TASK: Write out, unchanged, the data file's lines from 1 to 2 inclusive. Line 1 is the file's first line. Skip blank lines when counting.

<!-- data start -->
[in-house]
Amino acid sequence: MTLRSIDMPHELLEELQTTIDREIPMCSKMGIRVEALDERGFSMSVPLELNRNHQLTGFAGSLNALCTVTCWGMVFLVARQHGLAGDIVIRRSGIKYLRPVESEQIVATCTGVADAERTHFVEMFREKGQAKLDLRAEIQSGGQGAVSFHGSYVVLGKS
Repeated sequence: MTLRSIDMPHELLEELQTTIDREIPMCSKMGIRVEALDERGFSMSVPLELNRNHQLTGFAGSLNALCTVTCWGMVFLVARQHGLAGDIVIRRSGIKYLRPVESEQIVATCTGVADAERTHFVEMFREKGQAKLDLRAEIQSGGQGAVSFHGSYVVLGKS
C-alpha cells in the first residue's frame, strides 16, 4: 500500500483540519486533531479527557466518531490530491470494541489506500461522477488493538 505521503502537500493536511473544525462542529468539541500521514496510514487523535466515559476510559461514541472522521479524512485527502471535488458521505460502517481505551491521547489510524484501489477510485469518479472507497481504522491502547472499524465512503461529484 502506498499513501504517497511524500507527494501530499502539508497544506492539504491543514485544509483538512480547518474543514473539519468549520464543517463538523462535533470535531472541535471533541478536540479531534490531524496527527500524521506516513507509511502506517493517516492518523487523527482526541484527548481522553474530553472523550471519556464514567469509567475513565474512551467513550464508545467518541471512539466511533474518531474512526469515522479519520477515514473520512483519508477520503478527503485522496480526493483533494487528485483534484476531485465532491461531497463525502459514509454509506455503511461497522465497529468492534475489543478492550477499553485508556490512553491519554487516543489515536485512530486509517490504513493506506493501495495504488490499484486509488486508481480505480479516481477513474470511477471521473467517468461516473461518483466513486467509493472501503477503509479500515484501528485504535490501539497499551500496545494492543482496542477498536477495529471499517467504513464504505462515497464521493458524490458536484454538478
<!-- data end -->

[in-house]
Amino acid sequence: MTLRSIDMPHELLEELQTTIDREIPMCSKMGIRVEALDERGFSMSVPLELNRNHQLTGFAGSLNALCTVTCWGMVFLVARQHGLAGDIVIRRSGIKYLRPVESEQIVATCTGVADAERTHFVEMFREKGQAKLDLRAEIQSGGQGAVSFHGSYVVLGKS